CONCLUSION: These data suggest it is reasonable to omit a full groin dissection for micrometastatic disease in the SLN, and to perform a unilateral groin dissection in patients with unilateral SLN metastasis. SLN alone in larger tumors may have a higher groin recurrence rate.
The prognostic value of p16 and p53 expression for survival after vulvar cancer: A systematic review and meta-analysis.
Gynecol Oncol. 2019; 152(1):208-217 [PubMed] Related Publications
Perineural invasion (PNI) in vulvar carcinoma: A review of 421 cases.
Gynecol Oncol. 2019; 152(1):101-105 [PubMed] Related Publications
METHODS: A retrospective review identified 421 patients with invasive vulvar carcinoma evaluated at a single institution between 1993 and 2011. Medical records were reviewed for demographic data, pathologic information and presence or absence of PNI, treatment type, and recurrence/outcome information. Variables were compared between patients with PNI to those without PNI.
RESULTS: Of the 421 patients included in the study, 32 (7.6%) had tumors with PNI. There were no significant differences in age, race/ethnicity, smoking history, histologic subtype, or grade between the group of patients with PNI and the group without PNI. The group with PNI was more likely to have lichen sclerosus (25.0% vs. 15.4%, p = 0.024), stage III/IV disease (59.4% vs. 36.0%, p = 0.007), lymph node involvement (50.0% vs. 21.6%, p = 0.002), and lymphovascular space invasion (LVSI) (53.1% vs. 15.9%, p < 0.001). A higher proportion of patients in the PNI group underwent primary or adjuvant radiation therapy (68.8% vs. 45.0%, p = 0.016). The median follow-up was 67.1 months (range < 1.0 to 284.3). Patients with PNI had significantly shorter overall survival (OS), median 25.5 vs. 94.3 months (p < 0.001), and progression-free survival (PFS), median 17.5 vs. 29.0 months (p = 0.004). After adjusting for stage, patients with PNI had a greater risk for death and progression (OS: hazard ratio, 2.71; p < 0.001; PFS: hazard ratio, 1.64; p-value = 0.020).
CONCLUSION: PNI should be considered an independent poor prognostic factor for patients with vulvar carcinoma, and should be included as part of the pathologic analysis.
HPV16 viral characteristics in primary, recurrent and metastatic vulvar carcinoma.
Papillomavirus Res. 2018; 6:63-69 [PubMed] Free Access to Full Article Related Publications
Under expression of the Sonic Hedgehog receptor, Patched1 (PTCH1), is associated with an increased risk of local recurrence in squamous cell carcinoma of the vulva arising on a background of Lichen Sclerosus.
PLoS One. 2018; 13(10):e0206553 [PubMed] Free Access to Full Article Related Publications
METHODS: Archival histology blocks containing VSCC and histologically normal adjacent epithelium were retrieved from a cohort of 91 patients who underwent treatment for primary VSCC. Immunohistochemistry staining was undertaken to assess for the expression of key Hh pathway components (SHH, PTCH1, GLI1). A competing risks statistical model was used to evaluate the implications of the levels of key Hh pathway components on clinical outcomes.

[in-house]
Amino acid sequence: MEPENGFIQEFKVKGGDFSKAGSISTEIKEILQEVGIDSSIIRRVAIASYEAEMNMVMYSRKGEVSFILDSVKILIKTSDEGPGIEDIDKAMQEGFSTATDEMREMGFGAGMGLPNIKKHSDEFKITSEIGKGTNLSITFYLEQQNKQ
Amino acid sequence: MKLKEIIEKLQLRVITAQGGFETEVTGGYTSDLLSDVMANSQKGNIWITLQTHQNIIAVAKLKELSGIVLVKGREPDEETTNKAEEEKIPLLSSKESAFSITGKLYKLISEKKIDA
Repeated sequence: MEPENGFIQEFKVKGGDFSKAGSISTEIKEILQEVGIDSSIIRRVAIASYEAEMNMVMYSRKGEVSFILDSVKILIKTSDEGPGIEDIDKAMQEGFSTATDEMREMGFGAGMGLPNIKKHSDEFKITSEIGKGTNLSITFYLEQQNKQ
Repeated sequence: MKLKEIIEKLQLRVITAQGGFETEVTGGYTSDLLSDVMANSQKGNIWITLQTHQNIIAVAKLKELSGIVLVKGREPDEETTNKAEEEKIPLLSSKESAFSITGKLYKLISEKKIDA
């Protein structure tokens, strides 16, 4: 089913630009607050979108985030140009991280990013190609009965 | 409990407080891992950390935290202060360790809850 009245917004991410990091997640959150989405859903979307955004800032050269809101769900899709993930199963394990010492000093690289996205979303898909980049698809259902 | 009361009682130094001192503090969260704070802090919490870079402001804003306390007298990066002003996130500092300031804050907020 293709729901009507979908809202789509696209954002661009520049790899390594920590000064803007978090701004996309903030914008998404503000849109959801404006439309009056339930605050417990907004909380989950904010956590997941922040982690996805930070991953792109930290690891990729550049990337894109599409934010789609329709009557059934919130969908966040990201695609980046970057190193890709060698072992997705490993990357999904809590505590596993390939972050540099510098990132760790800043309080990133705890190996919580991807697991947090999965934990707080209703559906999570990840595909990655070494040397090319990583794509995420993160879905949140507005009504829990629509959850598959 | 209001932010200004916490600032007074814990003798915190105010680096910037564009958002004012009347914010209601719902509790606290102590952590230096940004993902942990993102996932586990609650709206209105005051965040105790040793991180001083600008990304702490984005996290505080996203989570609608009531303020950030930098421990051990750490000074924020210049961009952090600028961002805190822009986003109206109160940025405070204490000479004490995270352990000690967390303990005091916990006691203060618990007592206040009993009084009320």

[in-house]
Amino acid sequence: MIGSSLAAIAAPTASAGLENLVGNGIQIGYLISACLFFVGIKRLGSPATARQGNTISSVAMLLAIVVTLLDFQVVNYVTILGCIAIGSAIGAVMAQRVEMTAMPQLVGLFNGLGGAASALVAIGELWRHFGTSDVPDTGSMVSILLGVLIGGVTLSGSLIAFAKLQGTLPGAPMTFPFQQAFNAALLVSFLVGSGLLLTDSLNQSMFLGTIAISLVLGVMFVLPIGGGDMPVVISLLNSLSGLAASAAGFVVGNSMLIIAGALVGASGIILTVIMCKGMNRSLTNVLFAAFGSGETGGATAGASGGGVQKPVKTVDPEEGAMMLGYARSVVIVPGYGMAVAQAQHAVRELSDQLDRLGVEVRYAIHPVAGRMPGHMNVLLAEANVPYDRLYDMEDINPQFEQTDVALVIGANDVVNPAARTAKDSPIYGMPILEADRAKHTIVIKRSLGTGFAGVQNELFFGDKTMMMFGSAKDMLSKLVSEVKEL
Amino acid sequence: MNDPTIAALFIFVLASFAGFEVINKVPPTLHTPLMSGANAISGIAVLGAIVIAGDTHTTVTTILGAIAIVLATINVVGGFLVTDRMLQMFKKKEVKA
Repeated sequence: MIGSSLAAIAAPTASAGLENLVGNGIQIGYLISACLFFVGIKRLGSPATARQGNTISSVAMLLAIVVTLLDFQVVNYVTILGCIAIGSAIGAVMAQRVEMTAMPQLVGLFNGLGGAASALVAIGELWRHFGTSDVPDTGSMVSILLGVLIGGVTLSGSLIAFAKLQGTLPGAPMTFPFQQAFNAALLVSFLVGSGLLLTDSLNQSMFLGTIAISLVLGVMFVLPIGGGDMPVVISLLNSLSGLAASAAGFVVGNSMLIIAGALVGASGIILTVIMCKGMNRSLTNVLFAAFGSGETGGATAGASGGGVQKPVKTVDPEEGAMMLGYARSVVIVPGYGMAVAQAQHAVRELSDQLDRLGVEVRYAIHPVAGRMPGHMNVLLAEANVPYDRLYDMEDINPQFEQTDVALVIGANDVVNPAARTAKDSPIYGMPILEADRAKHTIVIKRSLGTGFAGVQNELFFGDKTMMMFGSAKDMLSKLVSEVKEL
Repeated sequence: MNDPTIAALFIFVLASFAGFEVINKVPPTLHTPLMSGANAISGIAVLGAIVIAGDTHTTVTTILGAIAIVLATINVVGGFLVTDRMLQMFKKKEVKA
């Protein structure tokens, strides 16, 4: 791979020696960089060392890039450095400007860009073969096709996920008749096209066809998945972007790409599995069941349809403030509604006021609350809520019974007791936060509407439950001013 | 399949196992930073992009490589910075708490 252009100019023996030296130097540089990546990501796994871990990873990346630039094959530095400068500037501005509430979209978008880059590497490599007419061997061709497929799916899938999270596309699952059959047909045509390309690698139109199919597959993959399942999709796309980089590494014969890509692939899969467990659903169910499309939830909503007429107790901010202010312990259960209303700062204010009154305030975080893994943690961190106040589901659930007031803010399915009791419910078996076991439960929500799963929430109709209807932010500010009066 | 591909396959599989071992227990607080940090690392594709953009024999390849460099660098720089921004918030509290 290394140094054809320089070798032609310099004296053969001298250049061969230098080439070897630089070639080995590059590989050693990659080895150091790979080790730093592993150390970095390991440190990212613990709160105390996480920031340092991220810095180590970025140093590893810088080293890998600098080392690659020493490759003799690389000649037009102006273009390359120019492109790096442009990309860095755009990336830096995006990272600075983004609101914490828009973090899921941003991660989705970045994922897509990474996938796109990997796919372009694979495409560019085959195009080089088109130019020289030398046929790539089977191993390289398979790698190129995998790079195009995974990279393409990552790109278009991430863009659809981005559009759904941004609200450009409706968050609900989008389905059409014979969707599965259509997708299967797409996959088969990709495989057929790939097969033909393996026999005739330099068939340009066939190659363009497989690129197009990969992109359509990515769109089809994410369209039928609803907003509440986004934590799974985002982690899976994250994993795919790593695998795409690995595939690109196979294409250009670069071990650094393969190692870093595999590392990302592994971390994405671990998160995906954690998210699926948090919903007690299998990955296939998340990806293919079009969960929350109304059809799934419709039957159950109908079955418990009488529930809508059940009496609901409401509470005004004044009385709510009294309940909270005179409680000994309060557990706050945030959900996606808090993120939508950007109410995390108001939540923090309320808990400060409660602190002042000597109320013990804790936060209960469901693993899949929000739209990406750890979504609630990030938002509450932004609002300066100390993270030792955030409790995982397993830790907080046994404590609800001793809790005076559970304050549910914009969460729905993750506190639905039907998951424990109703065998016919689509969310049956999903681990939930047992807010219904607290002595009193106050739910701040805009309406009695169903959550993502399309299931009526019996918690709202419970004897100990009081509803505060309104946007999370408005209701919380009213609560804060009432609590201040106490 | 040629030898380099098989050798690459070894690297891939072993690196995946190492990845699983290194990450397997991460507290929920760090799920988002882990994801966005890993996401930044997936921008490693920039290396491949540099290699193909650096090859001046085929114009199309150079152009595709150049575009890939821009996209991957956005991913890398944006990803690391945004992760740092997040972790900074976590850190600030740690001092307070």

RESULTS: We show that 92% of primary VSCC cases over-expressed one or more components of the Hh signalling pathway when compared to the adjacent normal epithelium. While expression of SHH and GLI1 did not correlate with any clinicopathological criteria, over- or under-expression of PTCH1 was associated with a reduced or increased risk of developing a local disease recurrence, respectively. In VSCC arising on a background of Lichen Sclerosus, the risk of local recurrence was potentiated in cases where PTCH1 was under-expressed.
CONCLUSIONS: Our findings reveal, for the first time, that the Hh pathway is activated in VSCC and that PTCH1 expression can be used as a biomarker to stratify patients and inform clinicians of the risk of their local recurrence, particularly in cases of VSCC associated with LS.
The immune microenvironment in vulvar (pre)cancer: review of literature and implications for immunotherapy.
Expert Opin Biol Ther. 2018; 18(12):1223-1233 [PubMed] Related Publications
AREAS COVERED: This review summarizes literature on TME of VSCC and its precursors, and extrapolates this to foster the development of new therapeutic strategies.
EXPERT OPINION: Both types of VSCC and their precursors are infiltrated with variable numbers of M2 macrophages, regulatory T cells and CD8+ T cells, indicating that they express targetable tumor antigens. Type 1 T cell immunity in precursor lesions is associated with fewer recurrences and better clinical responses to immunotherapy. Escape of these lesions and progression toward VSCC is associated with the downregulation of HLA Class I, increased expression of co-inhibitory molecules, infiltration with immunosuppressive cells and the local production of immunosuppressive enzymes and cytokines. More in-depth studies of the VSCC TME are required to fully comprehend the impact of the immune system on VSCC, and subsequently to identify patients who will benefit from immunotherapeutic strategies.
Vulvar Lipoma: A Case Report.
Rev Bras Ginecol Obstet. 2018; 40(10):647-649 [PubMed] Related Publications